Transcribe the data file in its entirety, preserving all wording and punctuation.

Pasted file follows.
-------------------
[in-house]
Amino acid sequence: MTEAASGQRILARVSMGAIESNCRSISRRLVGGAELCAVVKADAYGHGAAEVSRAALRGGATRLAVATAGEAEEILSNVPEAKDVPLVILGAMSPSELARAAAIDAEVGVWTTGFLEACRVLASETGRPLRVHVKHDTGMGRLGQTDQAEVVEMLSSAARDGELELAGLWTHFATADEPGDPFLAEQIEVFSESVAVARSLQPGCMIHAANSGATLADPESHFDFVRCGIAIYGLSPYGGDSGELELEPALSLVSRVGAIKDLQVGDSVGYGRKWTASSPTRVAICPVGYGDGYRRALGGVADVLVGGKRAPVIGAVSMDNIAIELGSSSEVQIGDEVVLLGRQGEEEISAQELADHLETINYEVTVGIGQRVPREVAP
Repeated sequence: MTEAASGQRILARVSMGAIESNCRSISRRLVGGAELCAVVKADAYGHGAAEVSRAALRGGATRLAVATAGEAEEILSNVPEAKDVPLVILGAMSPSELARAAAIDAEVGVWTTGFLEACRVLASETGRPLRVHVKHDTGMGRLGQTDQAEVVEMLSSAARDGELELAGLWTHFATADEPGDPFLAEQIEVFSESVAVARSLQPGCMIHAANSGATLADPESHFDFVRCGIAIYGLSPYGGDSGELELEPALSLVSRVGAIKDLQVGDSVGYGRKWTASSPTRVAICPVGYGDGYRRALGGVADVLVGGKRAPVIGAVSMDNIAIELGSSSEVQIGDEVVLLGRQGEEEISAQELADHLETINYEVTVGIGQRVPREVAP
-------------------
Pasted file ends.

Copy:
[in-house]
Amino acid sequence: MTEAASGQRILARVSMGAIESNCRSISRRLVGGAELCAVVKADAYGHGAAEVSRAALRGGATRLAVATAGEAEEILSNVPEAKDVPLVILGAMSPSELARAAAIDAEVGVWTTGFLEACRVLASETGRPLRVHVKHDTGMGRLGQTDQAEVVEMLSSAARDGELELAGLWTHFATADEPGDPFLAEQIEVFSESVAVARSLQPGCMIHAANSGATLADPESHFDFVRCGIAIYGLSPYGGDSGELELEPALSLVSRVGAIKDLQVGDSVGYGRKWTASSPTRVAICPVGYGDGYRRALGGVADVLVGGKRAPVIGAVSMDNIAIELGSSSEVQIGDEVVLLGRQGEEEISAQELADHLETINYEVTVGIGQRVPREVAP
Repeated sequence: MTEAASGQRILARVSMGAIESNCRSISRRLVGGAELCAVVKADAYGHGAAEVSRAALRGGATRLAVATAGEAEEILSNVPEAKDVPLVILGAMSPSELARAAAIDAEVGVWTTGFLEACRVLASETGRPLRVHVKHDTGMGRLGQTDQAEVVEMLSSAARDGELELAGLWTHFATADEPGDPFLAEQIEVFSESVAVARSLQPGCMIHAANSGATLADPESHFDFVRCGIAIYGLSPYGGDSGELELEPALSLVSRVGAIKDLQVGDSVGYGRKWTASSPTRVAICPVGYGDGYRRALGGVADVLVGGKRAPVIGAVSMDNIAIELGSSSEVQIGDEVVLLGRQGEEEISAQELADHLETINYEVTVGIGQRVPREVAP